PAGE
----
The Latvian political landscape might be in for a thorough shake-up on October 6 when Latvians head to the polling stations to vote on the next government.
The incumbent patchwork coalition of the liberal Unity party with agrarians from the Union of Greens and Farmers and the right-wing National Alliance has never been a strong set-up, and now appears as vulnerable as ever.
The ruling parties are facing up to the rise of populist and anti-establishment KPV – whose name translates as “Who owns the state?” – that is seen as willing to cross the long-time red line of Latvian politics.
The red line is teaming up with Latvia’s largest and most popular party Harmony, which has long been isolated from power – other than on the municipal level in the capital Riga – because of its alleged closeness to Russia.
Russia is a big factor in Latvian politics, not just because it is a neighbouring country and an important trade partner. Around a quarter of the Latvian population are ethnic Russians with long-time grievances about discrimination to which the current administration unfortunately added.
Latvia has also been uptight about Russia as a frontline Nato country in the region that is seen a potential geopolitical hotspot. Russia’s renewed military and political posturing is re-awakening fears of Moscow's domination, which Latvia endured until the early 1990s.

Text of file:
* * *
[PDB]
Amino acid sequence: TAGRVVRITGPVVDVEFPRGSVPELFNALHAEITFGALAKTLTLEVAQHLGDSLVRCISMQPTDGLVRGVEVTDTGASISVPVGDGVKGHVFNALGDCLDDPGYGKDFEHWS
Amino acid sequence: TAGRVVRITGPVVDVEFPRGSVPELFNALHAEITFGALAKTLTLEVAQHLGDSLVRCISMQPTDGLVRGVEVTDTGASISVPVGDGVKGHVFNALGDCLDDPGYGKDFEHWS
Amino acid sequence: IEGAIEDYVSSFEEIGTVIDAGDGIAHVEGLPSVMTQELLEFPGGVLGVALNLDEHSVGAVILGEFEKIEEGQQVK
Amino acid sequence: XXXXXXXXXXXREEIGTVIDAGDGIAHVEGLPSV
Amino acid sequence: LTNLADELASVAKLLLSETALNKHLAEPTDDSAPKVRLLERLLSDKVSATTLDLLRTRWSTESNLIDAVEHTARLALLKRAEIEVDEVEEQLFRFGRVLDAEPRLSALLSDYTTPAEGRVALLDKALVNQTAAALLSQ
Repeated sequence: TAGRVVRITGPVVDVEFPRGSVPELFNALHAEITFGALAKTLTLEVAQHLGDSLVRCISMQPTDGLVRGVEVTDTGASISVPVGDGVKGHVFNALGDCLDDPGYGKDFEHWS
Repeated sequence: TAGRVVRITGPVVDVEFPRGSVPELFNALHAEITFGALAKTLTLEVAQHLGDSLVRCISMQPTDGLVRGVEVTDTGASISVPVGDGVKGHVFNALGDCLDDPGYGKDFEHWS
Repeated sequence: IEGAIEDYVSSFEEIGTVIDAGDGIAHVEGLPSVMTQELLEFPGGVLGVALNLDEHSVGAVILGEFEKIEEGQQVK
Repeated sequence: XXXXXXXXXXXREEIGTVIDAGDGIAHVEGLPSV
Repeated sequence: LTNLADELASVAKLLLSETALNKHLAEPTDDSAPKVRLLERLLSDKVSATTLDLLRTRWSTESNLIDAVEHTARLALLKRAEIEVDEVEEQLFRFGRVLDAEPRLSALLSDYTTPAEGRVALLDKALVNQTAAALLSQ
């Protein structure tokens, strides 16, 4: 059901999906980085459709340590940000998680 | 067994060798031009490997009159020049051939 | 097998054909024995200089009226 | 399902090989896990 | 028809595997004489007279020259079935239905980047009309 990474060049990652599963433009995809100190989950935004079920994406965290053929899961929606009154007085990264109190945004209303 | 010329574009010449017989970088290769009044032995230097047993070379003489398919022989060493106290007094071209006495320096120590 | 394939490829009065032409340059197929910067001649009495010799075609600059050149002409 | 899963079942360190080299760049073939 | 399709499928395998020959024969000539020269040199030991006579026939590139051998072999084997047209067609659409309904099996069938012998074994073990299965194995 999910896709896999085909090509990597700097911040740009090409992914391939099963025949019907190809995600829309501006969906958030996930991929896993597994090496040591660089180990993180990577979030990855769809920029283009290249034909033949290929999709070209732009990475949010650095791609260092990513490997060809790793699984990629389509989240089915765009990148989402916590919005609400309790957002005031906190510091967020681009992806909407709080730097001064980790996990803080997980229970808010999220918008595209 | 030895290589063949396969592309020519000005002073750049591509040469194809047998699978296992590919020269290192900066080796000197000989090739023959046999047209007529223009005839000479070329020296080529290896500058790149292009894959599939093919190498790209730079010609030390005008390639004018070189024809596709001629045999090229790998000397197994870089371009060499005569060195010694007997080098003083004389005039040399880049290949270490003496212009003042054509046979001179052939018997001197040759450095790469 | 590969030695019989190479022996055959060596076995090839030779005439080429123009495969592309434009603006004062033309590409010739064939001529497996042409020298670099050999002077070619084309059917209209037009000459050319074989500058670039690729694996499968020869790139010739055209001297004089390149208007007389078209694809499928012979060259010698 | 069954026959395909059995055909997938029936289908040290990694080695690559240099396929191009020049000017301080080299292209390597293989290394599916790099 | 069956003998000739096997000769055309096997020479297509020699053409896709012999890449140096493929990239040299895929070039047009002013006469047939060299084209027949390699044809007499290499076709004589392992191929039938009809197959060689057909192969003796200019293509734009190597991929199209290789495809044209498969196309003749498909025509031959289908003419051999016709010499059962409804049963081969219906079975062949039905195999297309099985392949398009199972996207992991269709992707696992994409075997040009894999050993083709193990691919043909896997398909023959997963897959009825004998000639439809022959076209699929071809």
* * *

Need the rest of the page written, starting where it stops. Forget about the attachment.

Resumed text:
KPV, which is launching Trump-style attacks on all other parties and their leaders, is seen as a potential coalition partner to Harmony.
For its part, Harmony has also undergone a revamp to reduce the weight of accusations of being a Russian agent. The party ended cooperation with Putin’s United Russia and joined the Socialists and Democrats in the European Parliament.
Recent polls suggest Harmony will win most votes comfortably. The party is at around 17%-20% in recent surveys with the incumbent government coalition parties and populists from KPV behind, each at around 10%.
The New Conservative Party and the For Development movement, the two parties created in effect of crises plaguing Unity, are also in the race.
The vote is taking place against the backdrop of an economy having recovered from the financial crisis a decade ago. GDP grew adjusted 4.4% y/y in the second quarter while unemployment has been on the decline, dropping to 7.7%. At the same time, wages expanded 8.4% y/y in April-June.
Apparently, the good economy will not be enough to ensure another term in office of the current government.
“Voters are tired of hard work, which was necessary to pull Latvia out of the economic crisis. Now, when the economic turmoil is finally over and the country is back on track economically, voters want new faces: the current ministers cannot offer anything entertaining," political scientist Filips Rajevskis told AFP.
"That's where the populism kicks in,” he added.
The unpredictable could happen as well. With so many parties competing for voters and a whopping 25% of the electorate still unsure who they will support, the ultimate outcome of the election could differ wildly from any analyses.